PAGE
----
Why is it so difficult to reproduce the results from so many academic research papers, and what does that mean for a scientific culture that is in part founded on the notion that when experiments are repeated they should yield similar results?
The Economist takes a look at the phenomenon, which has been most acutely observed in psychological priming studies, which look at subconscious thought triggers to see how they impact other thoughts and behaviors.
For example, a recent paper found that nine separate experiments failed to reproduce the results of a famous 1998 study which showed that if subjects are asked to think about a professor before taking an intelligence test they score higher than those who were asked to think about football hooligans.
It is easy to see how such studies with some inherent vagueness can be hard to reproduce, but the problem is not limited to priming projects.
Researchers at Amgen tried to replicate 53 studies that they thought were landmarks of cancer research, and even through the co-operated with some of the original researchers to get match their experiments they were only able to reproduce the original results in just six of those experiments.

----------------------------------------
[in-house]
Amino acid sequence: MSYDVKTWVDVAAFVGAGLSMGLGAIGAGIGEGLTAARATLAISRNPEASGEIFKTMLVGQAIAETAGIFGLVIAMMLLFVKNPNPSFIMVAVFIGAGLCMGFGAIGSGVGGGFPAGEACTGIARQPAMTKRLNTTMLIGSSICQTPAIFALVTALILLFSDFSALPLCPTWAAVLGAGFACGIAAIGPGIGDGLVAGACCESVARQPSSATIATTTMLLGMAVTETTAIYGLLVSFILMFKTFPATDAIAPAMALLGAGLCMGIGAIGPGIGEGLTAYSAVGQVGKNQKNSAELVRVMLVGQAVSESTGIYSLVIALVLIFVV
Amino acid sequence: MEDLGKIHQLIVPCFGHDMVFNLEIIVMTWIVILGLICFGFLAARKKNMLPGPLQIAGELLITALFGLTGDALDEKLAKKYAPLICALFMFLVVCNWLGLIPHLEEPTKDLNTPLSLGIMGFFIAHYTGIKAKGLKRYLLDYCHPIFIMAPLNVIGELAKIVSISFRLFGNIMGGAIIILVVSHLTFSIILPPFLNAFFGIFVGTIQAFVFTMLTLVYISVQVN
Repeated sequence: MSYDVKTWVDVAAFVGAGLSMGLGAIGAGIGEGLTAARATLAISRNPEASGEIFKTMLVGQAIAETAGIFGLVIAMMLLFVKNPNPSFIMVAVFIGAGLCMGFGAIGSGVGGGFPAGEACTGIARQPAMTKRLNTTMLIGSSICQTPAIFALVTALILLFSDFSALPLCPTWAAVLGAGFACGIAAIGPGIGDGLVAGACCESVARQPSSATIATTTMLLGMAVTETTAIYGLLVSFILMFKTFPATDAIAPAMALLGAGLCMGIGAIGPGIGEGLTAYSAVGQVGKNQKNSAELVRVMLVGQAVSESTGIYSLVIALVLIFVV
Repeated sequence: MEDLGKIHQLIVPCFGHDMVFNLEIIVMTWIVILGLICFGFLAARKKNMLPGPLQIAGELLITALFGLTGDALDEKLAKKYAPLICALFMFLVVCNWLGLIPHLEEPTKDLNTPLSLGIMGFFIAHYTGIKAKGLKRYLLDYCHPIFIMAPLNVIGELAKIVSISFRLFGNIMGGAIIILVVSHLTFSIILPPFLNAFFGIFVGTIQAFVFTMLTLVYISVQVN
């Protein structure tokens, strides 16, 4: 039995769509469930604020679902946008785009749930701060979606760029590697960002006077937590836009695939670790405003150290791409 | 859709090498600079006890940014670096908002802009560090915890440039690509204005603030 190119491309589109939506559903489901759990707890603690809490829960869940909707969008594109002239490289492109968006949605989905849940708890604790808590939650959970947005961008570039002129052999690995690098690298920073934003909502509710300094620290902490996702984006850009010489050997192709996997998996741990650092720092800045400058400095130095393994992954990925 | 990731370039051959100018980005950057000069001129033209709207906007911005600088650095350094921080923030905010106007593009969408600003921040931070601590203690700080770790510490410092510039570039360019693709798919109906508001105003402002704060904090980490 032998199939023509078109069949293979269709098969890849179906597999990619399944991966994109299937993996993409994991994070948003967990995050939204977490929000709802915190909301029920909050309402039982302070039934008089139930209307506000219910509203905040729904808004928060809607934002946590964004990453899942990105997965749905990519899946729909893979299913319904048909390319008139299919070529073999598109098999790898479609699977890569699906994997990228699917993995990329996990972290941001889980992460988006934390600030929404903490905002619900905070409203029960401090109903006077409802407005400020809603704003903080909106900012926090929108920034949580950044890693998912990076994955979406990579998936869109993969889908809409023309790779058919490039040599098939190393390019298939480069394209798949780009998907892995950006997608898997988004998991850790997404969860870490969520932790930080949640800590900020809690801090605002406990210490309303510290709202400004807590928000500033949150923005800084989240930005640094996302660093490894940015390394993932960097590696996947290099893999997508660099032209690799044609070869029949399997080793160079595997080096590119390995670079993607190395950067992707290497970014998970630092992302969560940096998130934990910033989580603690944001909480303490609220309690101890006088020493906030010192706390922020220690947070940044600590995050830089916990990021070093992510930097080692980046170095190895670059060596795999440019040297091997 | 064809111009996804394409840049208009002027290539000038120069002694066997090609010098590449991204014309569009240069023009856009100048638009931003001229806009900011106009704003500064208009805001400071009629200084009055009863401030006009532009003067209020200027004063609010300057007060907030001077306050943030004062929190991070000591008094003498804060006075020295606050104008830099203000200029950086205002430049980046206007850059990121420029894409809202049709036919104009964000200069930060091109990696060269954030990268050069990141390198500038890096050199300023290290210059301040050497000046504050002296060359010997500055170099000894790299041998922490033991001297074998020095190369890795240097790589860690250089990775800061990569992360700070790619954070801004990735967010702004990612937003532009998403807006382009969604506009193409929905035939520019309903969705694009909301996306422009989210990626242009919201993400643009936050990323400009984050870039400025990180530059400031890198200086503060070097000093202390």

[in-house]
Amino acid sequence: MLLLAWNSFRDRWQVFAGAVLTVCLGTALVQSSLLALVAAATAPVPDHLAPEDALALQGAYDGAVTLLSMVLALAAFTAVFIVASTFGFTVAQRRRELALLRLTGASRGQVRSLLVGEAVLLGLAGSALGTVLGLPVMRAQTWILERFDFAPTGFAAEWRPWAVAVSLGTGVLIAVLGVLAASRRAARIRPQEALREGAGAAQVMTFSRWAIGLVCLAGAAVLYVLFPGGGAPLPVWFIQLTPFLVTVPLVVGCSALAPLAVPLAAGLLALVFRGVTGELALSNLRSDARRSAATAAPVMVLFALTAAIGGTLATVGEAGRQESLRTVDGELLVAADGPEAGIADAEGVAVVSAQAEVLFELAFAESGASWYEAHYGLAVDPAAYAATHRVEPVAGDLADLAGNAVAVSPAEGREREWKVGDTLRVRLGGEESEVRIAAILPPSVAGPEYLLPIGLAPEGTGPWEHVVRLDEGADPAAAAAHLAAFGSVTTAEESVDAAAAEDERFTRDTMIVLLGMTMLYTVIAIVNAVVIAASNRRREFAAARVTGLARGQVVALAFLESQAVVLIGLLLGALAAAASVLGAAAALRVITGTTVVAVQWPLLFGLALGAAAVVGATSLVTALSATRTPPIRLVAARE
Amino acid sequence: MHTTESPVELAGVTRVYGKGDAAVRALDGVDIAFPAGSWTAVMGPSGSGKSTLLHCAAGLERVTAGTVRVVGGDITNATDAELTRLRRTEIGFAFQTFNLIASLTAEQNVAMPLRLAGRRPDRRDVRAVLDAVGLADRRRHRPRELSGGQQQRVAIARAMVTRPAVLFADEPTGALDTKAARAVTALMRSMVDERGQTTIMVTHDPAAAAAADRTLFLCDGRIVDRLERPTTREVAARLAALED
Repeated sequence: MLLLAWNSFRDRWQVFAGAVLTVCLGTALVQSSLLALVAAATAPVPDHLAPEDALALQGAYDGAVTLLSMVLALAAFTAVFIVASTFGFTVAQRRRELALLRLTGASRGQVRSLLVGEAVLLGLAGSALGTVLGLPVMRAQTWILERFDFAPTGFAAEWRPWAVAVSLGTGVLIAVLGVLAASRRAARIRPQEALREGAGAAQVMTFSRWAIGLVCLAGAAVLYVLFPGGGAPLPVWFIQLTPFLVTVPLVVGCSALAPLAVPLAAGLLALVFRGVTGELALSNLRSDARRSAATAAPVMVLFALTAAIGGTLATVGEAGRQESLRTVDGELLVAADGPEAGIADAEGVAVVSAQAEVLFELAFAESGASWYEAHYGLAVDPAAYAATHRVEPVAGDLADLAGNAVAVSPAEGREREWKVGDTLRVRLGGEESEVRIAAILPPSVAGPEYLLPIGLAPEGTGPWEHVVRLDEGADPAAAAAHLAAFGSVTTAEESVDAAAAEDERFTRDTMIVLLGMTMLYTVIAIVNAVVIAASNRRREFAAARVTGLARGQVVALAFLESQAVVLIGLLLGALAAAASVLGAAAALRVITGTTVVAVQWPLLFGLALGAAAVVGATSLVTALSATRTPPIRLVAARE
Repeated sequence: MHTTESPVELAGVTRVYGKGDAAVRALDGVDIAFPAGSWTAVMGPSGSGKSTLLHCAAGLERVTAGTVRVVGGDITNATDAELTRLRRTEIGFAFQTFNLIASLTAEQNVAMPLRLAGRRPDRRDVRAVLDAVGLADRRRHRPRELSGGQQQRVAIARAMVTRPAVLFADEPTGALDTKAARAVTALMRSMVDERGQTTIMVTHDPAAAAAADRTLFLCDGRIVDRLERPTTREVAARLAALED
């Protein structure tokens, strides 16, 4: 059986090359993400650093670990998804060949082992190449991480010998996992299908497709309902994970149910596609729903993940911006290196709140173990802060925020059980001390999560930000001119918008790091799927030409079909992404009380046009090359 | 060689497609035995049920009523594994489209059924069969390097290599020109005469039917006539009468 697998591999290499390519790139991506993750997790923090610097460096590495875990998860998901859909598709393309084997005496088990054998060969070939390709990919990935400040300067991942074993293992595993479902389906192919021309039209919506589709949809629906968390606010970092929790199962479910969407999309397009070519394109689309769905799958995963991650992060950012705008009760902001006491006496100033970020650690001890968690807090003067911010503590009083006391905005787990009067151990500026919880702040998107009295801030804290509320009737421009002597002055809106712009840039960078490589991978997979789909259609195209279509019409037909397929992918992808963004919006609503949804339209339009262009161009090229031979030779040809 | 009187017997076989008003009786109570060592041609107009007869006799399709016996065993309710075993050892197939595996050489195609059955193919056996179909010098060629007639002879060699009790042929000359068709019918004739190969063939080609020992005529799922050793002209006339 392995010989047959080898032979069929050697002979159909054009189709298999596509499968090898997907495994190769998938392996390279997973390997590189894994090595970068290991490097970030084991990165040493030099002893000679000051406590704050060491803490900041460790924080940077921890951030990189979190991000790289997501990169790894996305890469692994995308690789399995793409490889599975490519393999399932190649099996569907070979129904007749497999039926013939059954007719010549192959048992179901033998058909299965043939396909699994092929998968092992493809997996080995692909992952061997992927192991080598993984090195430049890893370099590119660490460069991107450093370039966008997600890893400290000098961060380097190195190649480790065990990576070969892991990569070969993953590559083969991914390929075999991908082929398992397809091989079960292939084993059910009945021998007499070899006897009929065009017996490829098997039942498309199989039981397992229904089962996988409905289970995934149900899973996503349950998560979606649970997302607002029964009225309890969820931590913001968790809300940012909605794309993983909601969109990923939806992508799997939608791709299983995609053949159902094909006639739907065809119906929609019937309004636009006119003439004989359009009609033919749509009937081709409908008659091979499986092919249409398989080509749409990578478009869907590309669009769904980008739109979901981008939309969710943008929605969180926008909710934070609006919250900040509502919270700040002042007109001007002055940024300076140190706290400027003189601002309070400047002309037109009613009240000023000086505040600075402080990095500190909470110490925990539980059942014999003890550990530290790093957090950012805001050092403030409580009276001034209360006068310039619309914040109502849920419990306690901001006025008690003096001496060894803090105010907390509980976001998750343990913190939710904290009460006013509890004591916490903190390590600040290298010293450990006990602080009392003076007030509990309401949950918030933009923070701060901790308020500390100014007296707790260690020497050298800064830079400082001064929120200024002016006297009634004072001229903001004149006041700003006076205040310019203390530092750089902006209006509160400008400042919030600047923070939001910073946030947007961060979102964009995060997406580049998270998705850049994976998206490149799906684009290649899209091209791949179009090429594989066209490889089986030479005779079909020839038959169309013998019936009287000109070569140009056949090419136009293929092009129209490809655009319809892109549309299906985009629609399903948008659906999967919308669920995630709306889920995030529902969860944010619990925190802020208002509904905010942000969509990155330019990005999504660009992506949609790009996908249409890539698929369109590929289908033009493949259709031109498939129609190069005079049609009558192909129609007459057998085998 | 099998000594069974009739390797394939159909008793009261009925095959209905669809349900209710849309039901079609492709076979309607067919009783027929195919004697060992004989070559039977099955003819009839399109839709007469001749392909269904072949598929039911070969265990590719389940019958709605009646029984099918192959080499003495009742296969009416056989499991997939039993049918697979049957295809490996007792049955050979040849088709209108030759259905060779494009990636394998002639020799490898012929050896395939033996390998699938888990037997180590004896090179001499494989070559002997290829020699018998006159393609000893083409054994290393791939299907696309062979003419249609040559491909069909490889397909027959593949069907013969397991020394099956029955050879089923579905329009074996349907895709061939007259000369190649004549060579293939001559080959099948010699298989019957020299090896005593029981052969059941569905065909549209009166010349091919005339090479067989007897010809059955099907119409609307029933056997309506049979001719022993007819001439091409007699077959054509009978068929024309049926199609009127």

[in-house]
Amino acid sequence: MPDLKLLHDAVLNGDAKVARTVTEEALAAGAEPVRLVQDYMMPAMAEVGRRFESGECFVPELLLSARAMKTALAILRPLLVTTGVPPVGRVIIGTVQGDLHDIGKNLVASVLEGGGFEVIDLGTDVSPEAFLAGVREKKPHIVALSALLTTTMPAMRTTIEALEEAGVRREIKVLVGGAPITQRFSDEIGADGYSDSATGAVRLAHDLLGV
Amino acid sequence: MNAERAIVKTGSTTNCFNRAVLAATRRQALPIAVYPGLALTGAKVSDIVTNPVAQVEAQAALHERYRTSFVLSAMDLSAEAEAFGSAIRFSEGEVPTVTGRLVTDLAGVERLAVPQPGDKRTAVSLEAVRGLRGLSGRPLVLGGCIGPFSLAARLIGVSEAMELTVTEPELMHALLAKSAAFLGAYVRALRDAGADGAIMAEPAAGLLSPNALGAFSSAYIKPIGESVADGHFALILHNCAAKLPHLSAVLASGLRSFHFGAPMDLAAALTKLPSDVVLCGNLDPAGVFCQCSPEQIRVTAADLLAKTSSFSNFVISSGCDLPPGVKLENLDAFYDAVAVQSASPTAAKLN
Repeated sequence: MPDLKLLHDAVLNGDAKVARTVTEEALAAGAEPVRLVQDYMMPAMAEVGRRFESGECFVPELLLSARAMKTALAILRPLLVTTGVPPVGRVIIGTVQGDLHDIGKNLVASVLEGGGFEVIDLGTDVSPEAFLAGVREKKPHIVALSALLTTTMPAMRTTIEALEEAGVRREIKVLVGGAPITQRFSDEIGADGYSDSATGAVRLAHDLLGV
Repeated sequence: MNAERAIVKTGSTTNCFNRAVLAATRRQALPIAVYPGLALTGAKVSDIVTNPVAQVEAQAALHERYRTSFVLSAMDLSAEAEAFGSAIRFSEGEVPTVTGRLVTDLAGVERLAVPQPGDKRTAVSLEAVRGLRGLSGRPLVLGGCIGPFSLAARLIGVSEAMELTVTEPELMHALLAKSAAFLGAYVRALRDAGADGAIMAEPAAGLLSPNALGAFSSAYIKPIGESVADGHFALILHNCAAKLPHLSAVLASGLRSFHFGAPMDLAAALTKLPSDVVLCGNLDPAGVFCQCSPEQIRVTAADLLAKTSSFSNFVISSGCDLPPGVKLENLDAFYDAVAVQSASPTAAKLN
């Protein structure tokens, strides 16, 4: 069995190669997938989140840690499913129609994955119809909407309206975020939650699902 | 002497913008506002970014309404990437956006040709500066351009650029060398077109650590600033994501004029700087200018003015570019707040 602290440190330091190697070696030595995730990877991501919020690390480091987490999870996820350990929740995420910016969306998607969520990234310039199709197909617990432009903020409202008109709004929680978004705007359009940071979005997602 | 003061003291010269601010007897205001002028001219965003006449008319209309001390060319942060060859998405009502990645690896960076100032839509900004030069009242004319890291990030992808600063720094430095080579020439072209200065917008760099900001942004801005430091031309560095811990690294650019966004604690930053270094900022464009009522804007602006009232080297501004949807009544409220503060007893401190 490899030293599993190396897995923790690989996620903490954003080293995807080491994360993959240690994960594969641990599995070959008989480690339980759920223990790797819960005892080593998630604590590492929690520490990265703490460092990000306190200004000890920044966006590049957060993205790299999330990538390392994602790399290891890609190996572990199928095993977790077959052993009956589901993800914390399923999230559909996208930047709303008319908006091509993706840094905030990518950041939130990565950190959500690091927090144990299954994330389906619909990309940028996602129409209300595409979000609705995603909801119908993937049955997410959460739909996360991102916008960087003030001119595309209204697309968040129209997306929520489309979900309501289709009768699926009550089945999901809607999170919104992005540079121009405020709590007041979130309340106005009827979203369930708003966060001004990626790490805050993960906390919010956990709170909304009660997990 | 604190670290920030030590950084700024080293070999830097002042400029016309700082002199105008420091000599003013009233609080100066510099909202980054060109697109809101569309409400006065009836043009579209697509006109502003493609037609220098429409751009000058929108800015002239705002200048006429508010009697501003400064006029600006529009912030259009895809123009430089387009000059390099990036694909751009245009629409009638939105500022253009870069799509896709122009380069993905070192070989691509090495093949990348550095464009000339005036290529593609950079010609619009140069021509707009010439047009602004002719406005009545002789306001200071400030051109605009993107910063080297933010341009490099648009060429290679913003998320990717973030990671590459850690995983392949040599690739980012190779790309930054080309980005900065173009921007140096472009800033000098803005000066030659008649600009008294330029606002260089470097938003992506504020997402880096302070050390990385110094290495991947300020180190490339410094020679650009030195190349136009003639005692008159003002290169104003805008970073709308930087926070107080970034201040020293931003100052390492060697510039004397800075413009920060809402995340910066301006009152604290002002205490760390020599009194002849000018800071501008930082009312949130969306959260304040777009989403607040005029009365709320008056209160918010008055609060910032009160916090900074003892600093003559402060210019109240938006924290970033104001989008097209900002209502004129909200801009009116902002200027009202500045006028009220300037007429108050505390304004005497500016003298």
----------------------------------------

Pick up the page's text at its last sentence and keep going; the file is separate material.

Another group at Bayer HealthCare tried to reproduce the results of 67 studies and was only successful in about a quarter of them.
A range of factors may be at work when research results prove stubborn to reproduce.
Statistical mistakes in complex data analyses are common, professional competition and pressure may hurry investigators and drive them to publish results before they are completely vetted, and peer reviewers are not as good at spotting errors and inconsistencies as everyone thinks they are.
“There is no cost to getting things wrong,” Brian Nosek, a psychologist at the University of Virginia told the magazine. “The cost is not getting them published.”